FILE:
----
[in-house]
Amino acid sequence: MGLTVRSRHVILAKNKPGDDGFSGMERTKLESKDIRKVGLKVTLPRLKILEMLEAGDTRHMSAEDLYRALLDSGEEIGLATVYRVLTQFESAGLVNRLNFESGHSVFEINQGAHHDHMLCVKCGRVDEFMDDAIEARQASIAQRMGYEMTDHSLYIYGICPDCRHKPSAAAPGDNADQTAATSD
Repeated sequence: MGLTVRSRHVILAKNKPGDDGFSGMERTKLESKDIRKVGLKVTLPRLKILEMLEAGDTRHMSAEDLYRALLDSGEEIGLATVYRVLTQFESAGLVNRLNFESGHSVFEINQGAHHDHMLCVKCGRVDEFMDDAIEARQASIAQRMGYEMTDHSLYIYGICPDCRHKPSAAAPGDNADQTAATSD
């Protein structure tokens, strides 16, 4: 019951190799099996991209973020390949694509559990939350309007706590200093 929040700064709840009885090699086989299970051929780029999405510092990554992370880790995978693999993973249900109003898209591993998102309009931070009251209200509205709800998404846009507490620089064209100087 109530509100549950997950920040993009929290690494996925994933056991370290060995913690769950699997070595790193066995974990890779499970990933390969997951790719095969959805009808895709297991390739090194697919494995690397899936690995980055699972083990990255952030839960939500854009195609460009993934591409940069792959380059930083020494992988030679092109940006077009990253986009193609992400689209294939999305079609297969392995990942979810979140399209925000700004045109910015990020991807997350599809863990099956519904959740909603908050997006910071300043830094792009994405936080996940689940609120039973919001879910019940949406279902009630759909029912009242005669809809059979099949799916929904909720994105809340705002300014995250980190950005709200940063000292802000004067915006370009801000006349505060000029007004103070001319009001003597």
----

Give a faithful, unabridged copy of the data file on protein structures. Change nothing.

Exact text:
[in-house]
Amino acid sequence: MGLTVRSRHVILAKNKPGDDGFSGMERTKLESKDIRKVGLKVTLPRLKILEMLEAGDTRHMSAEDLYRALLDSGEEIGLATVYRVLTQFESAGLVNRLNFESGHSVFEINQGAHHDHMLCVKCGRVDEFMDDAIEARQASIAQRMGYEMTDHSLYIYGICPDCRHKPSAAAPGDNADQTAATSD
Repeated sequence: MGLTVRSRHVILAKNKPGDDGFSGMERTKLESKDIRKVGLKVTLPRLKILEMLEAGDTRHMSAEDLYRALLDSGEEIGLATVYRVLTQFESAGLVNRLNFESGHSVFEINQGAHHDHMLCVKCGRVDEFMDDAIEARQASIAQRMGYEMTDHSLYIYGICPDCRHKPSAAAPGDNADQTAATSD
């Protein structure tokens, strides 16, 4: 019951190799099996991209973020390949694509559990939350309007706590200093 929040700064709840009885090699086989299970051929780029999405510092990554992370880790995978693999993973249900109003898209591993998102309009931070009251209200509205709800998404846009507490620089064209100087 109530509100549950997950920040993009929290690494996925994933056991370290060995913690769950699997070595790193066995974990890779499970990933390969997951790719095969959805009808895709297991390739090194697919494995690397899936690995980055699972083990990255952030839960939500854009195609460009993934591409940069792959380059930083020494992988030679092109940006077009990253986009193609992400689209294939999305079609297969392995990942979810979140399209925000700004045109910015990020991807997350599809863990099956519904959740909603908050997006910071300043830094792009994405936080996940689940609120039973919001879910019940949406279902009630759909029912009242005669809809059979099949799916929904909720994105809340705002300014995250980190950005709200940063000292802000004067915006370009801000006349505060000029007004103070001319009001003597």